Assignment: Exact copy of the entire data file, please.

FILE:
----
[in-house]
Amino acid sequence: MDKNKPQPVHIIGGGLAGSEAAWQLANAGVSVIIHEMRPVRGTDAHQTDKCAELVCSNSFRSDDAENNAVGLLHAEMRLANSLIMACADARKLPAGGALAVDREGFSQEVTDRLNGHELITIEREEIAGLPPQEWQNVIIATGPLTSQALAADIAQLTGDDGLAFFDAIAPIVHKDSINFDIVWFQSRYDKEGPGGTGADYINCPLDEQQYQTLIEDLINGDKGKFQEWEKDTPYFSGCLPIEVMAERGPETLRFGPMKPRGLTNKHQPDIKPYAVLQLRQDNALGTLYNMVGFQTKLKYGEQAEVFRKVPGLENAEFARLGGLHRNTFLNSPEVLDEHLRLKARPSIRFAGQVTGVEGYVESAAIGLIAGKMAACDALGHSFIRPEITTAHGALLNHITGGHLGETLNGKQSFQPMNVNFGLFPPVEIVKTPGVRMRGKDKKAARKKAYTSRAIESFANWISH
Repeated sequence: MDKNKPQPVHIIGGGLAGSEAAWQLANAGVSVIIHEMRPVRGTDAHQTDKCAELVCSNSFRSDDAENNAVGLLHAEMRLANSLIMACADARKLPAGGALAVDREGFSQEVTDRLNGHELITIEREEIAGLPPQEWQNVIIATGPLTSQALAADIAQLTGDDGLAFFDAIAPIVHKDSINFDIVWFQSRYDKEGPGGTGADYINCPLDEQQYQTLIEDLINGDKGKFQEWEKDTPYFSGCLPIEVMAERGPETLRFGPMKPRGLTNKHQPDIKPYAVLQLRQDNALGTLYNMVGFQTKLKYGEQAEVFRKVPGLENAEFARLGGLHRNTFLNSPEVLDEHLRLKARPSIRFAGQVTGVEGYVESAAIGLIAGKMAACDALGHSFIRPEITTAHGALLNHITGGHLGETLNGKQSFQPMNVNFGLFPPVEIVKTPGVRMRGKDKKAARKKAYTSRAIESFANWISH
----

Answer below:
[in-house]
Amino acid sequence: MDKNKPQPVHIIGGGLAGSEAAWQLANAGVSVIIHEMRPVRGTDAHQTDKCAELVCSNSFRSDDAENNAVGLLHAEMRLANSLIMACADARKLPAGGALAVDREGFSQEVTDRLNGHELITIEREEIAGLPPQEWQNVIIATGPLTSQALAADIAQLTGDDGLAFFDAIAPIVHKDSINFDIVWFQSRYDKEGPGGTGADYINCPLDEQQYQTLIEDLINGDKGKFQEWEKDTPYFSGCLPIEVMAERGPETLRFGPMKPRGLTNKHQPDIKPYAVLQLRQDNALGTLYNMVGFQTKLKYGEQAEVFRKVPGLENAEFARLGGLHRNTFLNSPEVLDEHLRLKARPSIRFAGQVTGVEGYVESAAIGLIAGKMAACDALGHSFIRPEITTAHGALLNHITGGHLGETLNGKQSFQPMNVNFGLFPPVEIVKTPGVRMRGKDKKAARKKAYTSRAIESFANWISH
Repeated sequence: MDKNKPQPVHIIGGGLAGSEAAWQLANAGVSVIIHEMRPVRGTDAHQTDKCAELVCSNSFRSDDAENNAVGLLHAEMRLANSLIMACADARKLPAGGALAVDREGFSQEVTDRLNGHELITIEREEIAGLPPQEWQNVIIATGPLTSQALAADIAQLTGDDGLAFFDAIAPIVHKDSINFDIVWFQSRYDKEGPGGTGADYINCPLDEQQYQTLIEDLINGDKGKFQEWEKDTPYFSGCLPIEVMAERGPETLRFGPMKPRGLTNKHQPDIKPYAVLQLRQDNALGTLYNMVGFQTKLKYGEQAEVFRKVPGLENAEFARLGGLHRNTFLNSPEVLDEHLRLKARPSIRFAGQVTGVEGYVESAAIGLIAGKMAACDALGHSFIRPEITTAHGALLNHITGGHLGETLNGKQSFQPMNVNFGLFPPVEIVKTPGVRMRGKDKKAARKKAYTSRAIESFANWISH